Turkish government has issued detention warrants for at least 399 people, including military officers on duty, on Tuesday as part of its massive post-coup witch hunt campaign targeting the alleged members of the Gülen movement.
Turkey’s state-run Anadolu news agency has reported that İstanbul Chief Prosecutor’s Office has issued the detention warrants for 170 people, including 144 on-duty military officers, as part of an İstanbul-based investigation in 38 provinces across Turkey against the alleged members of the movement.
Also on Tuesday, Mersin Chief Prosecutor’s Office has issued detention warrants for 96 people on Tuesday over their alleged links to the Gülen movement with the claim of using mobile phone messaging application ByLock. Following the detention warrants police has organised raids to 111 houses and 2 study centres in the province and detained 88 people.
Turkish authorities believe that ByLock is a communication tool among the alleged followers of the Gülen movement. Tens of thousands of people, including civil servants, police officers, soldiers, businessmen and even housewives, have either been dismissed or arrested for using ByLock since the failed coup attempt on July 15, 2016.
Moreover, 47 people were detained during the police raids in 33 provinces on Tuesday across Turkey following the detention warrants issued by Konya Chief Prosecutor’s Office for 80 people over their alleged links to the Gülen movement. It was reported that the head of Turkey’s main opposition Republican People’s Party (CHP) Konya youth branch is also among the wanted people.
Also in Gaziantep province, 26 people were detained over their alleged links to the Gülen movement on Tuesday while 15 people were detained in Hatay, İstanbul, Sivas, Kahramanmaraş, Ankara, Sakarya, Batman, Erzurum, Şanlıurfa, Gaziantep, Kilis, Trabzon and Adana provinces in a Malatya-based investigation targeting the alleged members of the movement.
Five businessmen in İzmir province were detained on Tuesday over their alleged sponsorship for the inter-cultural dialogue activities of İzmir Inter-cultural Dialogue Center (İZDİM), which was closed down by a government decree under the rule of emergency declared in the aftermath of the controversial coup attempt on July 15, 2016, following the detention warrants issued by İzmir’s Chief Prosecutor’s Office for 7 businessmen. It was reported that İsmail Selim Doğanata, who was one of the shareholders of Fatih Koleji and İzmir University which were also closed by a government decree, has also been among the detainees.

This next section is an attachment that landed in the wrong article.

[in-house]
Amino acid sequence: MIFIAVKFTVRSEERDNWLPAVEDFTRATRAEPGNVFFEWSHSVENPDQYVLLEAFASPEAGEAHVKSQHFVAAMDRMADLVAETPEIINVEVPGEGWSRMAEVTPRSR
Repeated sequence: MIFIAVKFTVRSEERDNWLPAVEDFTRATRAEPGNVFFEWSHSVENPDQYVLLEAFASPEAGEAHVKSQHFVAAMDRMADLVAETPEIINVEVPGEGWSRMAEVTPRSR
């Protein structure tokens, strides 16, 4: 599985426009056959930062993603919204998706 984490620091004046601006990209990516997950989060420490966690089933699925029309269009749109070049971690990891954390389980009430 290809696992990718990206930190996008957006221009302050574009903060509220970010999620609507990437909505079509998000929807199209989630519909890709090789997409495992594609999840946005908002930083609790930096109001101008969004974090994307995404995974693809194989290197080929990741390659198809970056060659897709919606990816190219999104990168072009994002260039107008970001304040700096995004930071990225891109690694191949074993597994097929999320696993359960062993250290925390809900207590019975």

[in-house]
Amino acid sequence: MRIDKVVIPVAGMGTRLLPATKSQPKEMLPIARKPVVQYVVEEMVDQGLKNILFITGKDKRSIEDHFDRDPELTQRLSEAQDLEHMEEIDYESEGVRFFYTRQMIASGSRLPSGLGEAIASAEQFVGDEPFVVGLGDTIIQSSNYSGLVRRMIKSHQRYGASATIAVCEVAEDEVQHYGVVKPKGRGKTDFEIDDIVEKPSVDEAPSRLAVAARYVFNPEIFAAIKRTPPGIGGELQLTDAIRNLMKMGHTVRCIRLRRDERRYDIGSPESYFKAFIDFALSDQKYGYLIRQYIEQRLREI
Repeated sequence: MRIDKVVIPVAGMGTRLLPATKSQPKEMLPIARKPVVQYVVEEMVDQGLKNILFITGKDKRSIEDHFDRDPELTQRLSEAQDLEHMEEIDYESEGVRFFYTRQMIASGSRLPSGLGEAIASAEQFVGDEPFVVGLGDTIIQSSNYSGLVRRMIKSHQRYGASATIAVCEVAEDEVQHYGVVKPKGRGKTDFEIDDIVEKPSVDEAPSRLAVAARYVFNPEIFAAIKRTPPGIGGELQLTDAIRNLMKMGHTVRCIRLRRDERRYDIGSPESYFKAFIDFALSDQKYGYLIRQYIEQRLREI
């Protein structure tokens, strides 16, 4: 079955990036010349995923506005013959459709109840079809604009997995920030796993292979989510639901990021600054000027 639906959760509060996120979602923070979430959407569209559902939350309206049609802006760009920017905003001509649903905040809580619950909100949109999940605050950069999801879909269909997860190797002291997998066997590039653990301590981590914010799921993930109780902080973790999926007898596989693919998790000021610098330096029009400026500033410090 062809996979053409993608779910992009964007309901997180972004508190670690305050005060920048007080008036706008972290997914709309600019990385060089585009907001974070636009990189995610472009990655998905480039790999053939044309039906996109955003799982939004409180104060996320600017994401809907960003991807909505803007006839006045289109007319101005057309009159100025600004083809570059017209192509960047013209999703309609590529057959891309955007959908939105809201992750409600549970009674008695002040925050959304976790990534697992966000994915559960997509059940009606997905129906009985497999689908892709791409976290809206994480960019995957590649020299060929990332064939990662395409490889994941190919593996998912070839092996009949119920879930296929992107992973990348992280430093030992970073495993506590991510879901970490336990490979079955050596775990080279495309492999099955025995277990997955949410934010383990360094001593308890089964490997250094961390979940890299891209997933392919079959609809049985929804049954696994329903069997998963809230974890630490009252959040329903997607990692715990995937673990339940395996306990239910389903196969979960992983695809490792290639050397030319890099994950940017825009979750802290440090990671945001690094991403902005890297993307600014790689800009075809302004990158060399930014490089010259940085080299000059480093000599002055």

Turkish gendarmerie teams have detained 5 people on Tuesday in Havsa district of Edirne over their alleged links to the Gülen movement as they were allegedly trying to flee from Turkey to Greece.
Turkish government has detained at least 567 people as part of its massive post-coup witch hunt campaign targeting the alleged members of the Gülen movement over the past week, according to government data. In a written statement on Monday, the Turkish Interior Ministry said that 567 people were rounded up in operations targeting the Gülen movement between Feb. 12-Feb. 19, 2018.
Turkey survived a controversial military coup attempt on July 15, 2016 that killed 249 people. Immediately after the putsch, the Justice and Development Party (AKP) government along with Turkish autocratic President Recep Tayyip Erdoğan pinned the blame on the Gülen movement.
Gülen, who inspired the movement, strongly denied having any role in the failed coup and called for an international investigation into it, but President Erdoğan — calling the coup attempt “a gift from God” — and the government initiated a widespread purge aimed at cleansing sympathizers of the movement from within state institutions, dehumanizing its popular figures and putting them in custody.
Turkey has suspended or dismissed more than 150,000 judges, teachers, police and civil servants since July 15. Turkey’s Interior Minister announced on December 12, 2017 that 55,665 people have been arrested. Previously, on December 13, 2017, The Justice Ministry announced that 169,013 people have been the subject of legal proceedings on coup charges since the failed coup.
A total of 48,305 people were arrested by courts across Turkey in 2017 over their alleged links to the Gülen movement, said Turkish Interior Minister Süleyman Soylu on Dec. 2, 2018. “The number of detentions is nearly three times higher,” Soylu told a security meeting in İstanbul and claimed that “Even these figures are not enough to reveal the severity of the issue.”